Leicester Square

An atom consists of a heavy nucleus and light electrons revolving around it and spinning at the same time-much like the solar system, or the Milky Way, or any system in the cosmos. What a brilliant craftsman is God! From the atom to the cosmos, everything is same yet everything is different. The world is made up of many worlds, and Leicester square is made up of many, many worlds.

In the crowded square, a guy is kissing his girlfriend-not a passionate, desperate kiss but a deep yet tender kiss, soft as a song, as if the world revolved around these two. A girl who is drunk as a fish has her hands around the neck of the guy with her and is singing at the top of her voice-all guards down, she has probably never looked prettier than she does at the moment. A group of young Arab girls and boys is freaking out, drinking, smoking, and laughing. And a small town girl is looking at them and all the lights as if a frog has come out of the well. What could she be thinking? Maybe this-that things that were so difficult for her, if they were not so easy for others, life wouldn’t be so much fun. It is good that life is unfair and if that is good, then ‘why me’ is a very bad question.

Gosh, that sure is one long kiss. The guy has gently made his drunk girl sit near a telephone booth, maybe to fetch water or something. She is attracting a few disapproving frowns, but I say, what do these people know? What is the point in drinking if you are not getting drunk? Tomorrow morning when she wakes up with a headache, she will have sweet memories-of being drunk and of being taken care of when she was drunk. The guy has finally stopped kissing her and is whispering in her ears, surely the sweetest words, though of course I can’t hear them, nor do I want to. Being different is almost an obsession with me, but really, isn’t love the only idea anyone could possibly talk about-love of another person, love of life, absence of love, joy of love, pain of love?

A group of ISKCON members is chanting ‘Hare Rama, Hare Krishna’ on the streets of London, in the alleys of Leicester Square, where one practically breaths whiskey and beer. What drives these men and women? There is so much that I don’t understand-would books tell me all that I need to or want to know? I think yes. What is driving these men on this freezing, wet night? Maybe each of them, like me, is trying to make sense of this ‘crazy dream called life’.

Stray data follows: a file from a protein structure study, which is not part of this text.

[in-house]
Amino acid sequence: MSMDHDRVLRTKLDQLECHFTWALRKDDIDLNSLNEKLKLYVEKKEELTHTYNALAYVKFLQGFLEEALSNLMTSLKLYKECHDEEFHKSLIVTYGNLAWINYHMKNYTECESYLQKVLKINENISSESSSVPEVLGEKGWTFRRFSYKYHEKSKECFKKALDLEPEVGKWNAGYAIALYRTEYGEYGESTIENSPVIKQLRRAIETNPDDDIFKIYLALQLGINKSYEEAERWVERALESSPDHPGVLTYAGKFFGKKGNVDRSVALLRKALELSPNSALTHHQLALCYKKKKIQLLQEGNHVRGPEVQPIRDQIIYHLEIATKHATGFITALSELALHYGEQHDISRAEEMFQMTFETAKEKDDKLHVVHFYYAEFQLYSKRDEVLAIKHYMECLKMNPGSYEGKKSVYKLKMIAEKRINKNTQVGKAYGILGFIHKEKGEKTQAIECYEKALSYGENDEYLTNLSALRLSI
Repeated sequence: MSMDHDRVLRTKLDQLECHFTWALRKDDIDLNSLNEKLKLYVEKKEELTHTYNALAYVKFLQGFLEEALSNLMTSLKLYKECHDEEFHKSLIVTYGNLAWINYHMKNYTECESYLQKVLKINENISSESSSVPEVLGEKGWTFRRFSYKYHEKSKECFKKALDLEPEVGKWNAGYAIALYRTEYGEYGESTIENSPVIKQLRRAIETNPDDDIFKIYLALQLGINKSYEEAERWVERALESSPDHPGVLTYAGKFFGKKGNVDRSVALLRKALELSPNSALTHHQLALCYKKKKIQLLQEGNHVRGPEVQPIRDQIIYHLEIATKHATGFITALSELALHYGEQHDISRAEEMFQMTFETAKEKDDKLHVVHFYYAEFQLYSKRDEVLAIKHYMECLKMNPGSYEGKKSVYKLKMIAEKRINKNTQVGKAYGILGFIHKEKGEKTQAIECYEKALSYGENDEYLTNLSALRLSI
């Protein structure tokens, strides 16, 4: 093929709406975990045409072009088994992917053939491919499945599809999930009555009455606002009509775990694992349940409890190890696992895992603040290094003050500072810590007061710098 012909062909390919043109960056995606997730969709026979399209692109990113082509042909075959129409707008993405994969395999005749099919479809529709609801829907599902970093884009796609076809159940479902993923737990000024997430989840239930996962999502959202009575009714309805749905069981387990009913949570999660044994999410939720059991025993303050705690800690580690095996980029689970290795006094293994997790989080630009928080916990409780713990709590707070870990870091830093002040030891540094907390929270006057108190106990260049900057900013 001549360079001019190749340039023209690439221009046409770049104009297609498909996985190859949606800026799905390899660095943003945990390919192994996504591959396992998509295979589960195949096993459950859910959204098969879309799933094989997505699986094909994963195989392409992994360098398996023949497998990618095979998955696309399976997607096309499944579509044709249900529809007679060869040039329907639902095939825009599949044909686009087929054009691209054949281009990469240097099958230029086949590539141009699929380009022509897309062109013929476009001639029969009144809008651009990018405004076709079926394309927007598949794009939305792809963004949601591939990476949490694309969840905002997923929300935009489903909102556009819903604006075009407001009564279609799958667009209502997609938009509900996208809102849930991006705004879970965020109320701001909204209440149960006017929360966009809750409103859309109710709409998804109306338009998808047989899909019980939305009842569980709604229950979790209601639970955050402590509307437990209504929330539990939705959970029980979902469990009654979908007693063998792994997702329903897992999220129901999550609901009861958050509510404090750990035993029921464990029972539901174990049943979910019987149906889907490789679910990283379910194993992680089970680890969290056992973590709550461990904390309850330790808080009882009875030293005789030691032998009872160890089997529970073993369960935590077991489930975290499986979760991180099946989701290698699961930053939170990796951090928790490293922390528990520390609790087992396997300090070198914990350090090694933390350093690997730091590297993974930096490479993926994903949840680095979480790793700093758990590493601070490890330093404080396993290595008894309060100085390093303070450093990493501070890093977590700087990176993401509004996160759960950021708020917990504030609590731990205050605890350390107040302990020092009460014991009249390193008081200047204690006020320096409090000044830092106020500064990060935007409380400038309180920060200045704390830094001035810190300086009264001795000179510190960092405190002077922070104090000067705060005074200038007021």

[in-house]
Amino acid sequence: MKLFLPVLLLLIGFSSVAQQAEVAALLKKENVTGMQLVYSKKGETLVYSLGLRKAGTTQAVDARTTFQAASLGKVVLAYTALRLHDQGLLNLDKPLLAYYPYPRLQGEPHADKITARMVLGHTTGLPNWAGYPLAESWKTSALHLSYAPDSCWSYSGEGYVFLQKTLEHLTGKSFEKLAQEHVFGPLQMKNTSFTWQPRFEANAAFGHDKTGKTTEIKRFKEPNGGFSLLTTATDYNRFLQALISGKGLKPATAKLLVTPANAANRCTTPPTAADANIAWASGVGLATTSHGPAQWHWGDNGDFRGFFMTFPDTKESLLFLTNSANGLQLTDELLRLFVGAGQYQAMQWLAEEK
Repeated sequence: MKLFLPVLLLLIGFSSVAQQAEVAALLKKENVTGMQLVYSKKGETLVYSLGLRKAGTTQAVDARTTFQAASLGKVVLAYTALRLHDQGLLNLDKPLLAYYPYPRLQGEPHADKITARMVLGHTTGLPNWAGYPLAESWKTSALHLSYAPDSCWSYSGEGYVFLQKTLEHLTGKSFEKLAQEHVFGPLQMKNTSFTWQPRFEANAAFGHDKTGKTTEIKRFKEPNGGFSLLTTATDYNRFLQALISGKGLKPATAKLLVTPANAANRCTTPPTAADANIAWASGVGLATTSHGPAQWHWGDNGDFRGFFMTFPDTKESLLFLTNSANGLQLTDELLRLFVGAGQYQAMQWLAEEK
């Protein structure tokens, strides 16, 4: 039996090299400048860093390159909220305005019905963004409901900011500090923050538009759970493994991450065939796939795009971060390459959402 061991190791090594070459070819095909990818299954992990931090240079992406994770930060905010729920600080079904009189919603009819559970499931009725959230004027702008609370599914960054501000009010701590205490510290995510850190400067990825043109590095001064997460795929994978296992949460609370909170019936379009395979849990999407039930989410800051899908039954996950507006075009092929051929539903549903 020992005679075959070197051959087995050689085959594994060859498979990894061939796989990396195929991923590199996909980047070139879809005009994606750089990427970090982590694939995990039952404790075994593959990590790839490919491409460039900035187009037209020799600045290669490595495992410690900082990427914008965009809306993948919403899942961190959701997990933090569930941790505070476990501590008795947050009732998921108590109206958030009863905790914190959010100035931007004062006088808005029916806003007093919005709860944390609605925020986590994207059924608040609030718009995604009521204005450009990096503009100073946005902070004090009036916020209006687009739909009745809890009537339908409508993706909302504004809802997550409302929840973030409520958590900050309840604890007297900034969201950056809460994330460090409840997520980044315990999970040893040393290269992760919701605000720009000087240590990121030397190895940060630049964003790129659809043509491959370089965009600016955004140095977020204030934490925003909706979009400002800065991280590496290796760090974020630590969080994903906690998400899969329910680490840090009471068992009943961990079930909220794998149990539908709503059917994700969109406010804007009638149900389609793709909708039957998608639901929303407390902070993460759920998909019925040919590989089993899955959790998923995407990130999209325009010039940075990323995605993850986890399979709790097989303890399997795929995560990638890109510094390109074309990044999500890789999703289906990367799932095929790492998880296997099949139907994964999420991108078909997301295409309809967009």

An English lady in a saree with the most beatific smile on her face is asking the by-standers to join the group in the dance. Some of the people are contemptuous, some are puzzled, some are plain amused. But none of this matters to her. Her life is a never ending party and everyone is welcome to dance-the more, the merrier. The sight of a cycle rickshaw in London is a pleasure, almost comical-like the red light area of old Lucknow transported as is to Leicester square. The driver wants to make sure the passengers get their money’s worth and riding straight is the last thing on his mind.

A drunken teenager is pushed by his girl-friend in the middle of the group of dancing Krishna devotees. He is dancing as if he were in a discotheque and I am laughing my head off. He doesn’t even know he has made my day. Some people said that the universe is filled with ether-something no can see or smell or feel or weigh, but which was present in every inch of space where something else was not. I don’t think they were entirely wrong. There is something which ties us together, in ways beyond our comprehension or imagination. His pretty girl friend in a short skirt-short as short can be-joins him. It’s a scene straight from a Hollywood blockbuster. The frog from the well is watching enraptured. Funny thing is, neither this girl in the mini skirt nor this wide-eyed girl could ever imagine what the other is thinking. If I were the girl dancing on the streets, I’d be thinking of how I would narrate this incident to my friends tomorrow morning. And if not her, I would be thinking, I wish I could dance like her. Maybe I am bit of both, a bit if everyone on this square.

The group is passing through a Chinese dominated area-the Chinaland of London. Everywhere I turn my eyes I see people and more people, living miles away from home. Is it hope that has driven them out so far, or is it lack of hope? The old men smoking pipe and yacking away to glory seem to have all the time in the world. So often people say ‘memories came rushing’ but memories never come rushing-we always invite them, because everyone likes to live the memories.

A girl in the restaurant is sitting with her friend, quietly crying in her handkerchief. Why do I find even this beautiful? Why does this ugly, crowded square thrill me as much as the starry sky above? May be the alcohol has got to my head. Or maybe, I am not drunk-just high on life and on hope.

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